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Holy Lust – Fighting Sin with the Longings of the Spirit

Last Updated: February 2, 2015

Luke Gilkerson
Luke Gilkerson

Luke Gilkerson has a BA in Philosophy and Religious Studies and an MA in Religion. He is the author of Your Brain on Porn and The Talk: 7 Lessons to Introduce Your Child to Biblical Sexuality. Luke and his wife Trisha blog at IntoxicatedOnLife.com

reading-the-bibleRecently I had a chance to preach from one of my favorite texts, Galatians 5:16-17: “But I say, walk by the Spirit, and you will not gratify the desires of the flesh. For the desires of the flesh are against the Spirit, and the desires of the Spirit are against the flesh, for these are opposed to each other, to keep you from doing the things you want to do.

In this message I spell out what “the desires of the Spirit” are and how these affections displace the desire for sin. The basis for this message is my earlier post, “How ‘Holy Lust’ Trumps Unholy Lust.”

Enjoy listening!

  • Comments on: Holy Lust – Fighting Sin with the Longings of the Spirit
    1. Ken

      This talk really got me thinking. I just finished Galatians today, and I was puzzling over this. “What differentiates the desires of the spirit from the desires of the flesh?”

      Certainly, Jesus is important, but I don’t really feel this explanation does more than scratch the surface about our true longing for God, why we should long for him, and what our motivation ought to be. Is it merely that we want his justice? Do we just want him to make us better people? Stronger? Wiser? Happier? How? Why? In what way?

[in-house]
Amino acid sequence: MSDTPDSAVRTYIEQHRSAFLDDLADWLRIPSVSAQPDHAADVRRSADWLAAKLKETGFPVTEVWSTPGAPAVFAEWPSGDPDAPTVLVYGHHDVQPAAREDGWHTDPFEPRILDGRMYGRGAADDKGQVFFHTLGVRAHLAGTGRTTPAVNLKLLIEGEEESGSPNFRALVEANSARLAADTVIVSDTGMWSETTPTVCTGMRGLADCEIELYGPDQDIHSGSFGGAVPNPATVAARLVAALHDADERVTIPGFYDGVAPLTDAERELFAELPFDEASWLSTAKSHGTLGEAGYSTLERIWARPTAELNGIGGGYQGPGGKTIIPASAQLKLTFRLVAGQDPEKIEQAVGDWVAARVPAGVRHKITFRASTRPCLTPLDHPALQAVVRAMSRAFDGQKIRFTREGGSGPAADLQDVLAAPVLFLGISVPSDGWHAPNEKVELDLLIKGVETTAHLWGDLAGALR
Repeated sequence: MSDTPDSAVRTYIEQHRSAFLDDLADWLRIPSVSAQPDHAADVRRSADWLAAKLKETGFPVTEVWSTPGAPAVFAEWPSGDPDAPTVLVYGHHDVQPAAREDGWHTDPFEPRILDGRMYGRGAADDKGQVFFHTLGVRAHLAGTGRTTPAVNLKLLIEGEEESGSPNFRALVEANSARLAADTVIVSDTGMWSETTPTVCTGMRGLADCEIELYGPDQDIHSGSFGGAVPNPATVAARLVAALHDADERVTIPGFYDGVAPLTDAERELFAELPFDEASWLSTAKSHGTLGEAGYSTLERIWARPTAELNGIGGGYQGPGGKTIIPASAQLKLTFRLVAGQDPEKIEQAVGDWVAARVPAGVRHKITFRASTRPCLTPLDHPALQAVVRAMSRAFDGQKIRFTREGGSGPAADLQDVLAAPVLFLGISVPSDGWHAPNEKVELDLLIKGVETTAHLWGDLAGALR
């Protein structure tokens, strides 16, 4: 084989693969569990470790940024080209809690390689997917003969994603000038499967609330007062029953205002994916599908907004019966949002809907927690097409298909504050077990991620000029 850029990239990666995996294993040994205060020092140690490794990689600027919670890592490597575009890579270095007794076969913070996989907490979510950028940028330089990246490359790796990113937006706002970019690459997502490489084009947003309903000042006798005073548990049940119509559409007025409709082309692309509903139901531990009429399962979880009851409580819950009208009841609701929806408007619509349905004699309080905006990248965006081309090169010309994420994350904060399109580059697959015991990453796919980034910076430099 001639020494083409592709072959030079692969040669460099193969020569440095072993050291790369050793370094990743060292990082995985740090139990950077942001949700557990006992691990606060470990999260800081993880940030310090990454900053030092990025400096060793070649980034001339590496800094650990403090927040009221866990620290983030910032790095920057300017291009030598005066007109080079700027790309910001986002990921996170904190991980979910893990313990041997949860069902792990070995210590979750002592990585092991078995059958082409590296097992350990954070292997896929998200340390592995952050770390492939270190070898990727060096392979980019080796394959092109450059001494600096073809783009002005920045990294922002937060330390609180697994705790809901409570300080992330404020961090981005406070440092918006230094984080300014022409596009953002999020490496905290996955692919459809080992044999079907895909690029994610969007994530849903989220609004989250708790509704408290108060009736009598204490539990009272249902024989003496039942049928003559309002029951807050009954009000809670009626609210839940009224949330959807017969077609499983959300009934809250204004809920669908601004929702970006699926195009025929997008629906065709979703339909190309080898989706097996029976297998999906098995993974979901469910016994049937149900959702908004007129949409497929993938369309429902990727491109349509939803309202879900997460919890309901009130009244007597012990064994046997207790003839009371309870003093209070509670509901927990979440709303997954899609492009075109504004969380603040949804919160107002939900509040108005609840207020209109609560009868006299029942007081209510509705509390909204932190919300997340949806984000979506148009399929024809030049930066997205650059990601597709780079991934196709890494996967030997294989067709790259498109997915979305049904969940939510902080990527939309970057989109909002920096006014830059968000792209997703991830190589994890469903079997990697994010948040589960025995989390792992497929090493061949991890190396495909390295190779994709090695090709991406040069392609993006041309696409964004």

I would propose that holy desires are desires for things that last for eternity, and that disordered, sinful desires are disordered and sinful mainly because they pertain to temporary things, which do not require us to grow closer to God in order to obtain them.

      I could never crave the company of anyone for its own sake. I’ve never met Jesus in person, and only rarely enjoyed the company of another human being. However, God is fundamentally different from man, and those differences include being the source and author of happiness, which is what people really want anyway. I think that if we recognize the difference between temporary and eternal happiness, and we pursue eternal happiness over temporary delights, it can’t lead us anywhere but to holiness.

      Also, it’s not sinful to see life in adversarial terms. Our Blessed Lord himself was the good shepherd, and shepherds were essentially warriors of the field, who fought for their lives and the lives of their sheep, against wild, vicious beasts; sometimes even against lions and wolves. It’s Satan who wants us to forget that we have an adversary.

      • Luke Gilkerson

        @Ken – It does only scratch the surface. My sermon was really trying look at the question: “What are the desires of the Spirit?” You said, “I could never crave the company of anyone for its own sake.” My point is the Holy Spirit does love Christ for His own sake. The message was more about exploring the vibrant love among the members of the Trinity and stating that this divine pleasure should become the source of our pleasure.